import Vue from "vue";
import VueRouter from "router";
import HomePage from "./pages/home.vue";

$(() => {

  Vue.use(VueRouter);

  const routes = [
    {path: "/", component: HomePage}
  ];

  const router = new VueRouter({
    mode: "history",
    routes
  });

  const app = new Vue({
    router
  }).$mount("#app");

});

At this point your tests should pass with buffalo test and you can access your Vue app via buffalo dev.


Setup Vue.js testing with Jest

yarn add --dev jest vue-jest babel-core@bridge @vue/test-utils

Modify the package.json

Configure Jest.

{
  // ...
  "scripts": {
    // ...
    "test": "jest"
  },
  // ...
  "jest": {
    "moduleFileExtensions": [ "js", "json", "vue" ],
    "transform": {
      "^.+\\.js$": "babel-jest",
      "^.+\\.vue$": "vue-jest"
    }
  }
}

Create assets/js/test/unit/home.spec.js

import { shallowMount } from '@vue/test-utils'
import HomePage from "../../pages/home.vue";

let wrapper = null

beforeEach(() => {
  wrapper = shallowMount(HomePage)
})

afterEach(() => {
  wrapper.destroy()
})

describe('Home', () => {
  it('renders Welcome', () => {
    expect(wrapper.find('.page-header').text()).toContain('Welcome')
  })
})

Running Vue.js tests

yarn test


Exploring the Buffalo test tooling

Code coverage

# Generate a coverage profile
buffalo test -covermode=count -coverprofile=c.out ./...
# You can get a really nice visualization of tested code with the cover tool
go tool cover -html=c.out

If you’re on WSL you can use wslpath -w to convert the file path to one you can use in your windows browser.

Race condition detection

buffalo test -race ./...

Run a single test

buffalo test -m "FooMethod"

Test everything

This runs your tests and dependancy tests and is usually only done before publishing an application as it takes quite a long time.

buffalo test all


Creating and running the Docker image

docker build . -t myapp

Before running our Docker image we will likely need to change our postgresql configuration to allow connections from the container. This is very dependant on where and how you are running your local postgresql for development. I am running my postgres on localhost so I was able to follow these instructions.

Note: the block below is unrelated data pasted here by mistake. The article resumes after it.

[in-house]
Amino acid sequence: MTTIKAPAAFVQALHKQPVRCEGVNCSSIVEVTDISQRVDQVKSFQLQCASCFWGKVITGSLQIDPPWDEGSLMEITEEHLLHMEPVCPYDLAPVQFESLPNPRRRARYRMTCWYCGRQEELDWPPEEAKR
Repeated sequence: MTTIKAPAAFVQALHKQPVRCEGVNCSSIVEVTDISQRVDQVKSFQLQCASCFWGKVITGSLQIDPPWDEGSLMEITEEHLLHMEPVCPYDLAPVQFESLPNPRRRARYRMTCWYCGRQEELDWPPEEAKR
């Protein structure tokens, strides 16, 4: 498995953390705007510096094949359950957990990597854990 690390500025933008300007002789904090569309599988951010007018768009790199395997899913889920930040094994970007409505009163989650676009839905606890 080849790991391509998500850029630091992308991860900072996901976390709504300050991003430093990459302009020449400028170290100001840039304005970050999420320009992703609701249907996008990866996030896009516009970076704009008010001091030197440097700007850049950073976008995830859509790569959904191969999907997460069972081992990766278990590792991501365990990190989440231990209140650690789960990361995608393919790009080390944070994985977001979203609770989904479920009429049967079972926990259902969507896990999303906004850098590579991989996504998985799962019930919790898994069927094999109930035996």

Running the image

docker run -it -p "3000:3000" myapp

You should be able to access your app from the browser via http://localhost:3000.

Enable Travis-CI

Follow this guide to give travis permissions to your repository.

Create .travis.yml

dist: bionic

services:
  - postgresql
addons:
  postgresql: 10

language: go
go:
- 1.12.x
# Force-enable Go modules. This will be unnecessary when Go 1.14 lands.
env: GO111MODULE=on

# Only clone the most recent commit.
git:
  depth: 1

before_script:
  # Install buffalo
  - wget https://github.com/gobuffalo/buffalo/releases/download/v0.15.1/buffalo_0.15.1_linux_amd64.tar.gz
  - tar -xvzf buffalo_0.15.1_linux_amd64.tar.gz
  - sudo mv buffalo /usr/local/bin/buffalo
  # Install goveralls to push code coverage to coverage.io
  - go get github.com/mattn/goveralls

script:
  - go vet ./...
  - buffalo test -covermode=count -coverprofile=c.out ./...
  - yarn install --no-progress
  - yarn test
  - buffalo build --static

after_script:
  - $GOPATH/bin/goveralls -coverprofile=c.out -service=travis-ci
  - cat ./coverage/lcov.info | yarn run coveralls

Enable Coveralls

Give coveralls.io permissions to your repository.

yarn add --dev coveralls

Modify .travis.yml

# ...

before_script:
  # ...
  # Install goveralls to push code coverage to coverage.io
  - go get github.com/mattn/goveralls

# ...

after_script:
  - $GOPATH/bin/goveralls -coverprofile=c.out -service=travis-ci
  - cat ./coverage/lcov.info | yarn run coveralls